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Man accused of Paul Smyth shotgun murder refused bail

Court told he is 'extremely violent' and has attacked prison officers

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Shooting: James McVeigh (pictured) who has been accused of murdering Paul Smyth

Shooting: James McVeigh (pictured) who has been accused of murdering Paul Smyth

Paul Smyth

Paul Smyth

Shooting: James McVeigh (pictured) who has been accused of murdering Paul Smyth

A man described as "extremely violent" who is accused of a shotgun murder was refused bail yesterday.

Refusing to free 30-year-old James McVeigh, Deputy District Judge Liam McStay said he shared police concerns about the risks of further offences and witness interference.

As it stands four men are facing charges arising from the murder of Paul Smyth and the attempted murder of a couple a few days later in June last year.

Lisburn men James Holmes (33), from Lawnmount Crescent and 30-year-old James McVeigh, from Ward Avenue, are in custody jointly accused of the murder of Mr Smyth on June 19 and with the attempted murder of a couple and possessing a shotgun and ammunition with intent on June 23.

A third man, 30-year-old James Robert Stewart from the Ballybog Road in Dunmurry, is also in custody accused of two counts of attempted murder and possessing a shotgun with intent to endanger life.

Ryan Megarry (37) with an address at Church Street in Portstewart, faces a single count of encouraging or assisting in an act believing that an offence will be committed on June 18 last year.

The particulars of the offence allege that Megarry, with an address at Church Street in Portstewart, used his car "for reconnaissance in Coulson Avenue and identified the victim to the other parties involved which was capable of encouraging or assisting the commission of one or more of a number of offences, namely robbery or murder, believing that one or more of those offences would be committed (but having no belief as to which)."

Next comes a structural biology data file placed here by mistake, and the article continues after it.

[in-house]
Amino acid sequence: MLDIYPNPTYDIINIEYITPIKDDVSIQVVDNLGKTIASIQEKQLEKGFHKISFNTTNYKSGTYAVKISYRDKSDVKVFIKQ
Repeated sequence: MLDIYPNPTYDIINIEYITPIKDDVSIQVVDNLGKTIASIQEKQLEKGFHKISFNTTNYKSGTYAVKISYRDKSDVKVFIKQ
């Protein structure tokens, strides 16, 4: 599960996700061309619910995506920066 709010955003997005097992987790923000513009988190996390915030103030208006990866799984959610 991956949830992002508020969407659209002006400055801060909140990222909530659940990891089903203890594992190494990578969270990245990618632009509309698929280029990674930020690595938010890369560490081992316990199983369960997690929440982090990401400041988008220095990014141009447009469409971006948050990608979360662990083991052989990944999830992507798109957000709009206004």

The offences arise following the murder of Mr Smyth who was blasted in the chest with a shotgun in his flat at Coulson Avenue.

During an unsuccessful application when Holmes and McVeigh first appeared last year, a police officer recounted how a friend of Mr Smyth was concerned for him as she "had not seen him for a few days" so had called to his home at Coulson Avenue in Lisburn.

Finding his front door closed but unlocked, the woman went inside to find Mr Smyth's body "slumped on the sofa, covered in blood."

A post mortem examination revealed he had died from a shotgun wound to the chest.

She said that from police investigations into Mr Smyth's phone and laptop, police believe he was murdered between 2am and 3am on Wednesday, June 19.

The court has also heard that double attempted murder relates to an incident at a house on Mill Street in the city on June 23 when the householder had been woken by his dog barking and looked outside to see a masked man who asked him about a named male who once lived in the property. It was during that exchange that according to the police case, a second male carrying a single barrelled shotgun "came around the side of the house" and fired a shot through the window, smashing it.

The female victim told police that despite the fact the men were masked, she named Holmes and McVeigh as the men who attacked her home. .

A forensic examination of the shotgun wadding recovered from Mr Smyth's chest allegedly matches wadding found at the Mill Street incident "as coming from the same gun" and the police have claimed that CCTV footage places Holmes and McVeigh in and around both scenes at the time of the respective incidents.

In court on Monday a police officer testified that with McVeigh having a reputation as being "extremely violent," the proposed bail address in Antrim is not suitable, adding that witnesses in the case are "in extreme fear."

He revealed that while in prison, McVeigh "has attacked prison officers and has encouraged other inmates to attack prison officers" so police had concerns about the risks he would pose if freed.

Defence counsel Peter Coiley lamented the fact that McVeigh has been in custody since he first appeared and how there had been "a certain amount of stagnation" in the case progressing, arguing that along with "the presumption of innocence," bail could be granted "with the most stringent package".

DDJ McStay refused to free McVeigh remanding him into custody to October 5

Belfast Telegraph